As we can easily notice from the attached chart, there are favorable conditions over the Eastern Pacific. While less favorable conditions are across the Atlantic. The shallow wave over the Eastern Pacific region shows that conditions have supported tropical development lately. This helped Hilary to form and intensify into a major hurricane.


The VP200 anomalies marked on the chart above indicate a Velocity Potential (VP), an indicator representing the large-scale divergent flow in the upper levels of the atmosphere over the tropical region. Where the blueish colors are present, the negative VP anomalies are found, which means that a divergent outflow from enhanced convective regions leads to tropical cyclogenesis.

The reddish colors represent the opposite in this case, a converging upper-level flow leads to a suppressed convective activity in the region underneath. When a deep MJO wave moves over the region, it also brings a very low wind shear environment – the other important factor that helps to trigger tropical storm development.

Besides the MJO wave, other waves are directly related to the large-scale wave as the MJO wave. In a smaller size, we better know the atmospheric Kelvin wave – is related to the tropical rainfall systems accompanied by characterized westerly and easterly wind patterns.



Ahead of Hilary, Hurricane conditions are expected in the western Baja California peninsula from Saturday night into Sunday morning. The National Hurricane Center (NHC) has issued a hurricane warning for portions of the peninsula.


Hurricane is moving north-northwest with an impact on Baja California starting on Saturday and landfall at night.

Hilary is forecast to remain a Category 4 storm for another 24 hours, gradually losing its strength but remaining a violent hurricane until landfall.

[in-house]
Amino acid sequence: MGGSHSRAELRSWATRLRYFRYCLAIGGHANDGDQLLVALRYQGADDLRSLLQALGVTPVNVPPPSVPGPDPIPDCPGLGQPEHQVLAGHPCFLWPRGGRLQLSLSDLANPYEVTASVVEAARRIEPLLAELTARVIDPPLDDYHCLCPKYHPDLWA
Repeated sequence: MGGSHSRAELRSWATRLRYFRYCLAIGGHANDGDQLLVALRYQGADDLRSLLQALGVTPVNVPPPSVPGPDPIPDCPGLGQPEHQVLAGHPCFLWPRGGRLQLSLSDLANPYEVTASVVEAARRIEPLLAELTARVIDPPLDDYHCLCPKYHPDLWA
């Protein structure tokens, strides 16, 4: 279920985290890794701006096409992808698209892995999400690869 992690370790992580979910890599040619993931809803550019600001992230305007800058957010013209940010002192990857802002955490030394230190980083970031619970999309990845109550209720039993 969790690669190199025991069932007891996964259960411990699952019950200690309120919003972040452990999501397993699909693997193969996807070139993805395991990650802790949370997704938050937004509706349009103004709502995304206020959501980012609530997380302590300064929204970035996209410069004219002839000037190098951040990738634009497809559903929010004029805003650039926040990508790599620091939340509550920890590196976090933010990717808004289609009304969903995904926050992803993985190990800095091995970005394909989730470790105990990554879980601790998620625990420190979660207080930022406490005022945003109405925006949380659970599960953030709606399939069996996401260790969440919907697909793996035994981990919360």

At landfall on Saturday night, Hilary is forecast to remain a powerful Category 2 storm, gradually weakening as it tracks into Southern California on Sunday. But it will be remaining of at least a Tropical Storm force.



The infrared satellite presentation of Hilary on Friday revealed a healthy and powerful storm with a large and well-defined eye, surrounded by high convective cloud tops. Meaning the storm is violent. Based on the satellite and hurricane hunters’ observations, the initial wind speed remains at 125 kt (145 mph), still a solid Category 4 hurricane.

After a major impact with landfall south of Guerrero Negro, Mexico, Hilary will move north into Southern California. While the most intense winds will gradually weaken after the landfall and interaction with the peninsula, winds will remain of a Tropical Storm force as the storm tracks into US land.

Powerful hurricane-force winds are forecast to spread across the western part of the peninsula late Saturday as the hurricane nears the land. Bringing significant impacts from high winds, storm surges, and heavy rainfall to the region.


First, heavy rainfall associated with Hurricane Hilary could produce areas of flash flooding and result in landslides over portions of the Baja California Peninsula from Saturday through late Sunday.

Rainfall impacts from Hilary within the Southwestern United States are expected to peak this weekend into Monday. Flash, urban, and arroyo flooding is expected, with the potential for rare and significant impacts.